Problems getting compiz (or any other 3D acceleration app) working with your ATI Radeon graphics card on the latest Ubuntu release, Jaunty Jackalope (9.04)?
Or better yet: you figured out that you were missing ATI’s proprietary driver, fglrx, and installed it on your own (since the Hardware Drivers wasn’t giving you the option to enable it in the first place)?
If that was the case, I think you already know that the reason why you’d get a hard freeze everytime the X server was comming up is that you were wrong, and Ubuntu and the Hardware Drivers app were right!
ATI’s Catalyst drivers (also known as fglrx drivers), in the default version shipped with Jaunty, are incompatible with some features from Xserver 1.6, which was introduced with Jaunty. Catalyst drivers up to version 9.3 will not work with Xorg version 7.4 or beyond.
The good news is that AMD has already released a 9.4 version that is compatible with the new server. You can get the new version, for Linux x86 and Linux 86_64 here: http://support.amd.com/us/gpudownload/Pages/index.aspx
The bad news is (or better, are):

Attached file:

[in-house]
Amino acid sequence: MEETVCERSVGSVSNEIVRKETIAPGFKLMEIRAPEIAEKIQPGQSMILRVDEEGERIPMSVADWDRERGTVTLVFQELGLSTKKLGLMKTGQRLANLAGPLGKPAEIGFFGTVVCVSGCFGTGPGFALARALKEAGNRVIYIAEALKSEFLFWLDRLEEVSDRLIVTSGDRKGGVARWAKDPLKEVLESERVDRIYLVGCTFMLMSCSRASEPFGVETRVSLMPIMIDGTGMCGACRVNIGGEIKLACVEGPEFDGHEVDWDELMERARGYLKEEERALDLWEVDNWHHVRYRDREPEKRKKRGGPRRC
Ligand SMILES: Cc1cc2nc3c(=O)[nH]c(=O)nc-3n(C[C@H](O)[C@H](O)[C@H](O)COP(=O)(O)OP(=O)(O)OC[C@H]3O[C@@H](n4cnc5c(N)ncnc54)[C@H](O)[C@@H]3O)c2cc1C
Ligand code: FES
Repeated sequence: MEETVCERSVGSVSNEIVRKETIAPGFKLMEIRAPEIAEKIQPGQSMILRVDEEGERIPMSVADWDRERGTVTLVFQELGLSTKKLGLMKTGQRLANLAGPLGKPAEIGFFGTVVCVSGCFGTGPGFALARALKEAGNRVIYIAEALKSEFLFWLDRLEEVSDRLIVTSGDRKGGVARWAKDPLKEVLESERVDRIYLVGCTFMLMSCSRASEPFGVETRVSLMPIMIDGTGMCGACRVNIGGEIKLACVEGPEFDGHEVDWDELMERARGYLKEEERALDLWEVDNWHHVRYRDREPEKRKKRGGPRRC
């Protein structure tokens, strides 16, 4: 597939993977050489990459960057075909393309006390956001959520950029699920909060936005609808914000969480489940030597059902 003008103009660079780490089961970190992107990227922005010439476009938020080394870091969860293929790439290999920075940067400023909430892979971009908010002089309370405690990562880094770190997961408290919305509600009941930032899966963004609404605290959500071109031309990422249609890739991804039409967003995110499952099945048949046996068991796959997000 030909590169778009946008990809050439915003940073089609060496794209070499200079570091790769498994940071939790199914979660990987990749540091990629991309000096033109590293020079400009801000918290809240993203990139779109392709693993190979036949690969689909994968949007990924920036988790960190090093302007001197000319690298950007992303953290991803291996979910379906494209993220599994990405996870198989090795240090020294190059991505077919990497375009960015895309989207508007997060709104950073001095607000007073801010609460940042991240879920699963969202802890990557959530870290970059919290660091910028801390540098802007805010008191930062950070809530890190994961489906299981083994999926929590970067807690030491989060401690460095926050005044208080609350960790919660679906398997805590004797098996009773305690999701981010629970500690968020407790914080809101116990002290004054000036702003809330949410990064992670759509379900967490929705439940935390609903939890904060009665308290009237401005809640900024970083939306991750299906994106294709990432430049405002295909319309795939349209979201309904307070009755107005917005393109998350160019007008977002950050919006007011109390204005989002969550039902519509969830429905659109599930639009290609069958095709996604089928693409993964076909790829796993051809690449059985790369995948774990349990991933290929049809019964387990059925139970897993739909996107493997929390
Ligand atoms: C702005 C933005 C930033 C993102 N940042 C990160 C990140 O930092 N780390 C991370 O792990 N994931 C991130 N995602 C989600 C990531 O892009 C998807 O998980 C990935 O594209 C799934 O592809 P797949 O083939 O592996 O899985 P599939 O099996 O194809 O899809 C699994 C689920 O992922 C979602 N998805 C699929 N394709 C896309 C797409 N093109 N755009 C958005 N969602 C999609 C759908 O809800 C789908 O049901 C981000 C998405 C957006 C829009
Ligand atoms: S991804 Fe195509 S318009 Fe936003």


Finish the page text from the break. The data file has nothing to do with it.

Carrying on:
- Ubuntu’s packages haven’t been updated to include this version yet (as of the time of this writing) – so yes, you’d need to install them the manual way (see below for some tips)
- Seems like the new driver still has some instabilities, notably when trying to use compiz with video overlay (try using totem to play a video while running a composite desktop – AT YOUR OWN RISK 😉
Oh wait! I actually have another piece of ‘good news’: Despite not having official packages for Ubuntu yet, I just found out how easy it’s to create those packages using ATI’s own binary:
# ./ati-driver-installer-9-4-x86.x86_64.run --buildpkg Ubuntu/9.04
Yep, that’s pretty much it. Install the generated .deb files and reboot the system. You may want to run aticonfig –initial if you are not confident that Xorg will automatically detect your driver.
Having a proper package installed instead of just files laying around will allow the system to reconfigure itself when needed (i.e., upon kernel updates) and it also allows you to keep your files tracked, smooth upgrades, etc – generally a Good Thing™to do.